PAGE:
Women who go through multiple rounds of IVF have a significantly higher chance of having a baby, long-term data shows.
The Medical Journal of Australia has published the first report on cumulative live birth rates for complete ovarian stimulation cycles.
In other words: the chances of having a baby from multiple rounds of IVF or other types of assisted reproduction.
Currently, women who seek assistance in having a baby are counselled on their chances of success based on individual cycles, but this research is seeking to change that.
The researchers followed over 56,000 women who completed eight cycles of treatment in Australia and New Zealand during 2009-2012, and followed them until 2014, or the first treatment-dependent live birth.
For women aged 40, success rates for live births increased from 10 per cent to roughly 40 per cent by the seventh cycle.
“What this shows is that women going into IVF today have a very reasonable chance of getting pregnant,” researcher Michael Chapman said.
Professor Chapman said success rates soared for younger women.
“A 35-year-old for instance can be fairly certain that she’s got a better than 70 per cent chance of taking home a baby with current modern technology,” he said.
So what is behind the higher success rates?
Professor Chapman said it is a numbers game, and that up until now the data on multiple cycles has not been made available.
“We’ve now got long term data where we identify individual women and can follow them through.”
New mum ‘gutted’ after failed IVF
Kristy O’Brien’s story matches up with this latest research.
But she did not have an easy time during her journey through multiple cycles of IVF.
“I got all excited with the first cycle thinking, ‘yep, there’s a chance this will work, this is great’,” she said.
“And then I got cut off at the knees straight away, and I was gutted,” Ms O’Brien said.
After 11 years of trying to conceive, a failed marriage, one miscarriage, and seven rounds of in vitro fertilisation (IVF), the 41-year-old gave birth to a baby boy.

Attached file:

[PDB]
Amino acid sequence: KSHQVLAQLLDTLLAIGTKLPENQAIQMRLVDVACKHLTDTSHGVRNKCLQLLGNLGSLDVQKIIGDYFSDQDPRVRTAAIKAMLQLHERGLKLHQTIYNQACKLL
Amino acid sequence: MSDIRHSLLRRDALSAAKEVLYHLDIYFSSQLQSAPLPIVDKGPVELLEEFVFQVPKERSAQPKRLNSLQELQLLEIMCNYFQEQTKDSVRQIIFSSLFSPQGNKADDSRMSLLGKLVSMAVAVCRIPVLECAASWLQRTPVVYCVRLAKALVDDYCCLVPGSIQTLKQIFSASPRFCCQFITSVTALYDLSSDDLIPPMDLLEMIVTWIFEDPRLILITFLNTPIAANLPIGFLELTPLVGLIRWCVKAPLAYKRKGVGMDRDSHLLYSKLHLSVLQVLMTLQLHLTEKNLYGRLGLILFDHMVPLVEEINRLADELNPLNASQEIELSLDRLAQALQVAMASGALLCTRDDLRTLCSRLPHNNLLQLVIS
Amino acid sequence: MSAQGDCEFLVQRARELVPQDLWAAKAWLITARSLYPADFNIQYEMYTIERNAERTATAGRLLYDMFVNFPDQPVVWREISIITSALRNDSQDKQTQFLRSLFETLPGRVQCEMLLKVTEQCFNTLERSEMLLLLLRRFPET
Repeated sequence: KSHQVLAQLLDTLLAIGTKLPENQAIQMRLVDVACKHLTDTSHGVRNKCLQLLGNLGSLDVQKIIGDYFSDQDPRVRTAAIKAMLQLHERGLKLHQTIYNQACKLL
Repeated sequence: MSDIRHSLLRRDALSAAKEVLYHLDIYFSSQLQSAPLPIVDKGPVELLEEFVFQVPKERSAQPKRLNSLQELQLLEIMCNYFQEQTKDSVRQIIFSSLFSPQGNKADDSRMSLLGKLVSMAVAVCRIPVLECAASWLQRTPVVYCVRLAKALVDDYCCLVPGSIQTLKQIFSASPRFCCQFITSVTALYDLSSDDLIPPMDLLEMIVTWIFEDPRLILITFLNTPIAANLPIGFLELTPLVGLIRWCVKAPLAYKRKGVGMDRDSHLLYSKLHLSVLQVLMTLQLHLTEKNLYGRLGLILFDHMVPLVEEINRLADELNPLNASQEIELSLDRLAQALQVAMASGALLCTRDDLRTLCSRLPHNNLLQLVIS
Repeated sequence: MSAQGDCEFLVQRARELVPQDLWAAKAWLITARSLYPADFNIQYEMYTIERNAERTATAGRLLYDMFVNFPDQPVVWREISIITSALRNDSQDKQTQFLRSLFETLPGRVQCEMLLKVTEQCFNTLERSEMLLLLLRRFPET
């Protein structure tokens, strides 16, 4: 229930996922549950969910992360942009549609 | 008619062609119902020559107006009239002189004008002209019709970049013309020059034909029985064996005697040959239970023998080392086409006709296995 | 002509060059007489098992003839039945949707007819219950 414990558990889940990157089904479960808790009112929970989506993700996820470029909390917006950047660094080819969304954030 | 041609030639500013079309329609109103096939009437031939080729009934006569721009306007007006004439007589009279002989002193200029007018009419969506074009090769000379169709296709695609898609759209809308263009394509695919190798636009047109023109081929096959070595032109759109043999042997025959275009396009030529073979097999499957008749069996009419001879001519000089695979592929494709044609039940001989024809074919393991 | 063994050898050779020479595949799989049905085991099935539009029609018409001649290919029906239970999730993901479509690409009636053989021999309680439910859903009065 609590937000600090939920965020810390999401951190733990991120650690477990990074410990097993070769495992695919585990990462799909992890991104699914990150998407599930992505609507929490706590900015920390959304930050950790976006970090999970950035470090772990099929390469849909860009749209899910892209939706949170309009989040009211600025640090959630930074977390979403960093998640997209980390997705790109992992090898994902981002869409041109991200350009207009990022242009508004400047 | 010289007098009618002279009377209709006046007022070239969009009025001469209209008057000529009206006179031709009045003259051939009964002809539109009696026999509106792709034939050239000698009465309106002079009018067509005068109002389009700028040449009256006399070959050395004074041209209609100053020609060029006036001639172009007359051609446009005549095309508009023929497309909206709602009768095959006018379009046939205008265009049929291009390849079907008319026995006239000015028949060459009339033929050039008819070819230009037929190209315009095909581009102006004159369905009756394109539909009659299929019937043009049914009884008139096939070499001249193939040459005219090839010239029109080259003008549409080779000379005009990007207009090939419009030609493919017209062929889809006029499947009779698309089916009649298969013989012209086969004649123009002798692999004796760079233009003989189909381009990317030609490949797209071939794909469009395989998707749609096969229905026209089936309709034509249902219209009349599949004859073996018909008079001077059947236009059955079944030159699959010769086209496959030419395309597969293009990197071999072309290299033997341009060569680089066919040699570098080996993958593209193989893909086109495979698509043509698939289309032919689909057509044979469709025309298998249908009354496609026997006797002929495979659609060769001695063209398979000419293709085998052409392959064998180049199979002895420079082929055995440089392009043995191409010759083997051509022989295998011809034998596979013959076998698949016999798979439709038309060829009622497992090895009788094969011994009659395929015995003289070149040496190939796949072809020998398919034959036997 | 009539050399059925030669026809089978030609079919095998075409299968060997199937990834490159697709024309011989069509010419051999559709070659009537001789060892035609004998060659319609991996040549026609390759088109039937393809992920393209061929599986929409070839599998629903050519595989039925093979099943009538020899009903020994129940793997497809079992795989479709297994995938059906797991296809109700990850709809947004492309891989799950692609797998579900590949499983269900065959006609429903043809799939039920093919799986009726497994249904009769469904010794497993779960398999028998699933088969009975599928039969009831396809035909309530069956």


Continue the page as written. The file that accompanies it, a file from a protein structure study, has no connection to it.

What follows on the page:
“It sent me to hell and back: physically, emotionally and financially,” she said.
Hard to know when to stop
Thirty-seven-year-old Nicola Goring is another success story from multiple cycles of IVF, but only because her and her husband persevered.
After three failed cycles, Ms Goring’s specialist advised her to use donor eggs or give up on the idea of having a baby.
“She said unless we’ve got bags of money, but also to consider the psychological and emotional effects, and that it’s probably best to try something else.”
Professor Chapman conceded that there was never a guarantee of success with IVF.
“One of the hardest things I face in my clinic is to say I think it’s time to stop,” he said.
“But I would say that 50 per cent of couples will say even if I have 1 per cent [chance], I’ll keep on going.
“For some couples, one cycle, and the psychological trauma of failing is enough for them to pull out of the game, but it varies from person to person,” Professor Chapman said.
Ms O’Brien said you need to go into IVF with an open mind.
“And be prepared for it to not work the first, second, or third time, because you have to juggle things to make it right for you,” she said.
Professor Chapman said he wanted this data to be used when counselling prospective parents about the likelihood of treatment success, as well as for educating the public and policy makers.